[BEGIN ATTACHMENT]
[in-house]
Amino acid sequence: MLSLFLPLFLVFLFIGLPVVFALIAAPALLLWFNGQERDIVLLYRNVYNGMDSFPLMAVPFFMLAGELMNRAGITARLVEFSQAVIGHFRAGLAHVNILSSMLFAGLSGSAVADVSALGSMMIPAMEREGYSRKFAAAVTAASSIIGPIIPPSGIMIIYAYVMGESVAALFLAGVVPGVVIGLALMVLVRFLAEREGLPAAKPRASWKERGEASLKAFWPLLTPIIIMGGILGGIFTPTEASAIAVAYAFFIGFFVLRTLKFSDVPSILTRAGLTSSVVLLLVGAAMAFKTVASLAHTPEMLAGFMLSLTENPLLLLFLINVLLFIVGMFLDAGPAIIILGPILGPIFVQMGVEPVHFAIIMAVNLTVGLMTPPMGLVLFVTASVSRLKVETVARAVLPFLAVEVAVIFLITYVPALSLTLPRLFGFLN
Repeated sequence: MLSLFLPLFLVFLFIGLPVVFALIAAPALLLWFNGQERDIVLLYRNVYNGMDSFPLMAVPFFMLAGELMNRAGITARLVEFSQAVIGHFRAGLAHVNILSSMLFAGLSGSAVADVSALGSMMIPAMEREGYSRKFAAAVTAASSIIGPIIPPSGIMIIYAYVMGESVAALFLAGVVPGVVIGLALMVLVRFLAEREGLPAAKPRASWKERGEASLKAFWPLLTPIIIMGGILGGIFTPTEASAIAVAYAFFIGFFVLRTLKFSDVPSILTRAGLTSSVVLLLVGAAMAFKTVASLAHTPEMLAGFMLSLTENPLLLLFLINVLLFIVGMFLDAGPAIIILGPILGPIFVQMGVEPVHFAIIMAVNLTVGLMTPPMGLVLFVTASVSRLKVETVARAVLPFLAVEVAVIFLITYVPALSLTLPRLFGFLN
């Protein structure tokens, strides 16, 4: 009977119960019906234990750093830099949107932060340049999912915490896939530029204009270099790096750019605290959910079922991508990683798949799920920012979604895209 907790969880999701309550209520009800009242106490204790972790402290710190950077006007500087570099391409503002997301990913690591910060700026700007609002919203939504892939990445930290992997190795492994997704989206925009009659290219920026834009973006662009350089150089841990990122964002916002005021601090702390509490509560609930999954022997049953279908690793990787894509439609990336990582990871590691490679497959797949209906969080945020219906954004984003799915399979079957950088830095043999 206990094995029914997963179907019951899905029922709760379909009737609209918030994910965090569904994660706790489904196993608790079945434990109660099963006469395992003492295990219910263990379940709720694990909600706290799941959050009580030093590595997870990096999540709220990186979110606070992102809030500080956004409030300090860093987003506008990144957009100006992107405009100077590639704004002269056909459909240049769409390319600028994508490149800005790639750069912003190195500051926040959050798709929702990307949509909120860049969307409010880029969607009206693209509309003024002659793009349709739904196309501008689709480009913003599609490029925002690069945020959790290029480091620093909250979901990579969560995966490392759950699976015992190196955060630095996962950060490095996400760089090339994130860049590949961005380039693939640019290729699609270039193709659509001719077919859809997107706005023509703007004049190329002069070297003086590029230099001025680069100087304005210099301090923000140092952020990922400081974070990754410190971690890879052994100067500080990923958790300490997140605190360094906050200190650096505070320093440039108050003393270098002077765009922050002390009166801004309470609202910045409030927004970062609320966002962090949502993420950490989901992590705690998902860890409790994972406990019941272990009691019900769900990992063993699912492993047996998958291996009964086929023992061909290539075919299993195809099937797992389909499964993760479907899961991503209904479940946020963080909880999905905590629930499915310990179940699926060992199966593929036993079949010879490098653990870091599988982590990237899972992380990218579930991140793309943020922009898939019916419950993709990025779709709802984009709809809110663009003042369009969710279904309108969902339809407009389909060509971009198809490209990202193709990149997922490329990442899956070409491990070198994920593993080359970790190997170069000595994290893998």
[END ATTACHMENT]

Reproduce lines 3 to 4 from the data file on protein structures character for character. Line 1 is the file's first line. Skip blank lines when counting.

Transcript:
Repeated sequence: MLSLFLPLFLVFLFIGLPVVFALIAAPALLLWFNGQERDIVLLYRNVYNGMDSFPLMAVPFFMLAGELMNRAGITARLVEFSQAVIGHFRAGLAHVNILSSMLFAGLSGSAVADVSALGSMMIPAMEREGYSRKFAAAVTAASSIIGPIIPPSGIMIIYAYVMGESVAALFLAGVVPGVVIGLALMVLVRFLAEREGLPAAKPRASWKERGEASLKAFWPLLTPIIIMGGILGGIFTPTEASAIAVAYAFFIGFFVLRTLKFSDVPSILTRAGLTSSVVLLLVGAAMAFKTVASLAHTPEMLAGFMLSLTENPLLLLFLINVLLFIVGMFLDAGPAIIILGPILGPIFVQMGVEPVHFAIIMAVNLTVGLMTPPMGLVLFVTASVSRLKVETVARAVLPFLAVEVAVIFLITYVPALSLTLPRLFGFLN
């Protein structure tokens, strides 16, 4: 009977119960019906234990750093830099949107932060340049999912915490896939530029204009270099790096750019605290959910079922991508990683798949799920920012979604895209 907790969880999701309550209520009800009242106490204790972790402290710190950077006007500087570099391409503002997301990913690591910060700026700007609002919203939504892939990445930290992997190795492994997704989206925009009659290219920026834009973006662009350089150089841990990122964002916002005021601090702390509490509560609930999954022997049953279908690793990787894509439609990336990582990871590691490679497959797949209906969080945020219906954004984003799915399979079957950088830095043999 206990094995029914997963179907019951899905029922709760379909009737609209918030994910965090569904994660706790489904196993608790079945434990109660099963006469395992003492295990219910263990379940709720694990909600706290799941959050009580030093590595997870990096999540709220990186979110606070992102809030500080956004409030300090860093987003506008990144957009100006992107405009100077590639704004002269056909459909240049769409390319600028994508490149800005790639750069912003190195500051926040959050798709929702990307949509909120860049969307409010880029969607009206693209509309003024002659793009349709739904196309501008689709480009913003599609490029925002690069945020959790290029480091620093909250979901990579969560995966490392759950699976015992190196955060630095996962950060490095996400760089090339994130860049590949961005380039693939640019290729699609270039193709659509001719077919859809997107706005023509703007004049190329002069070297003086590029230099001025680069100087304005210099301090923000140092952020990922400081974070990754410190971690890879052994100067500080990923958790300490997140605190360094906050200190650096505070320093440039108050003393270098002077765009922050002390009166801004309470609202910045409030927004970062609320966002962090949502993420950490989901992590705690998902860890409790994972406990019941272990009691019900769900990992063993699912492993047996998958291996009964086929023992061909290539075919299993195809099937797992389909499964993760479907899961991503209904479940946020963080909880999905905590629930499915310990179940699926060992199966593929036993079949010879490098653990870091599988982590990237899972992380990218579930991140793309943020922009898939019916419950993709990025779709709802984009709809809110663009003042369009969710279904309108969902339809407009389909060509971009198809490209990202193709990149997922490329990442899956070409491990070198994920593993080359970790190997170069000595994290893998």